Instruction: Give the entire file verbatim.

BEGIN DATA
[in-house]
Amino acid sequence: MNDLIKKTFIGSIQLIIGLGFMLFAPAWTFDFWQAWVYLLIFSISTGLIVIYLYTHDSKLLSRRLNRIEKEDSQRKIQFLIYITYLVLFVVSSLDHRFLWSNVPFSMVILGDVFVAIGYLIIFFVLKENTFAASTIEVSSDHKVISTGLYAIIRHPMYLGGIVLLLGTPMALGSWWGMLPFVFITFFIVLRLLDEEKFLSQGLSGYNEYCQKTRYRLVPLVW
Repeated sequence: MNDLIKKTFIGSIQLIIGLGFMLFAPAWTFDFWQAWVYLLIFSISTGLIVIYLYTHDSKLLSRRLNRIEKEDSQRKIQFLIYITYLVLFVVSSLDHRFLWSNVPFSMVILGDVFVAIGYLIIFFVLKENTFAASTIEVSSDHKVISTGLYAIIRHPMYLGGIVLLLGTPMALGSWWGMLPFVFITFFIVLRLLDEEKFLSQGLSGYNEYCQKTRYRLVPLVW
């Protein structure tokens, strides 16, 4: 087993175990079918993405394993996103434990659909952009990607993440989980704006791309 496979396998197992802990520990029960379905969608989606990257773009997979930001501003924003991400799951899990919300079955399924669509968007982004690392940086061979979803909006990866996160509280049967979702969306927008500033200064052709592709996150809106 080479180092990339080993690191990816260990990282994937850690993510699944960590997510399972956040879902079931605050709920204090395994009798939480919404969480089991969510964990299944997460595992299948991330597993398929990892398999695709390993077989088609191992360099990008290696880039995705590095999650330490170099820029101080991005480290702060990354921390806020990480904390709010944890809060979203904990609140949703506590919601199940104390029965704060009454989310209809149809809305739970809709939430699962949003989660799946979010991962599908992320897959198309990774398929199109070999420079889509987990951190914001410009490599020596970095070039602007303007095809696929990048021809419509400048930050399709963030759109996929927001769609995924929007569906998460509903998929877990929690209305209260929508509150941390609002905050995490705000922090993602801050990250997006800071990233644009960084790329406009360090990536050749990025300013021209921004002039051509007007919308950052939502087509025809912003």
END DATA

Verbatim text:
[in-house]
Amino acid sequence: MNDLIKKTFIGSIQLIIGLGFMLFAPAWTFDFWQAWVYLLIFSISTGLIVIYLYTHDSKLLSRRLNRIEKEDSQRKIQFLIYITYLVLFVVSSLDHRFLWSNVPFSMVILGDVFVAIGYLIIFFVLKENTFAASTIEVSSDHKVISTGLYAIIRHPMYLGGIVLLLGTPMALGSWWGMLPFVFITFFIVLRLLDEEKFLSQGLSGYNEYCQKTRYRLVPLVW
Repeated sequence: MNDLIKKTFIGSIQLIIGLGFMLFAPAWTFDFWQAWVYLLIFSISTGLIVIYLYTHDSKLLSRRLNRIEKEDSQRKIQFLIYITYLVLFVVSSLDHRFLWSNVPFSMVILGDVFVAIGYLIIFFVLKENTFAASTIEVSSDHKVISTGLYAIIRHPMYLGGIVLLLGTPMALGSWWGMLPFVFITFFIVLRLLDEEKFLSQGLSGYNEYCQKTRYRLVPLVW
């Protein structure tokens, strides 16, 4: 087993175990079918993405394993996103434990659909952009990607993440989980704006791309 496979396998197992802990520990029960379905969608989606990257773009997979930001501003924003991400799951899990919300079955399924669509968007982004690392940086061979979803909006990866996160509280049967979702969306927008500033200064052709592709996150809106 080479180092990339080993690191990816260990990282994937850690993510699944960590997510399972956040879902079931605050709920204090395994009798939480919404969480089991969510964990299944997460595992299948991330597993398929990892398999695709390993077989088609191992360099990008290696880039995705590095999650330490170099820029101080991005480290702060990354921390806020990480904390709010944890809060979203904990609140949703506590919601199940104390029965704060009454989310209809149809809305739970809709939430699962949003989660799946979010991962599908992320897959198309990774398929199109070999420079889509987990951190914001410009490599020596970095070039602007303007095809696929990048021809419509400048930050399709963030759109996929927001769609995924929007569906998460509903998929877990929690209305209260929508509150941390609002905050995490705000922090993602801050990250997006800071990233644009960084790329406009360090990536050749990025300013021209921004002039051509007007919308950052939502087509025809912003």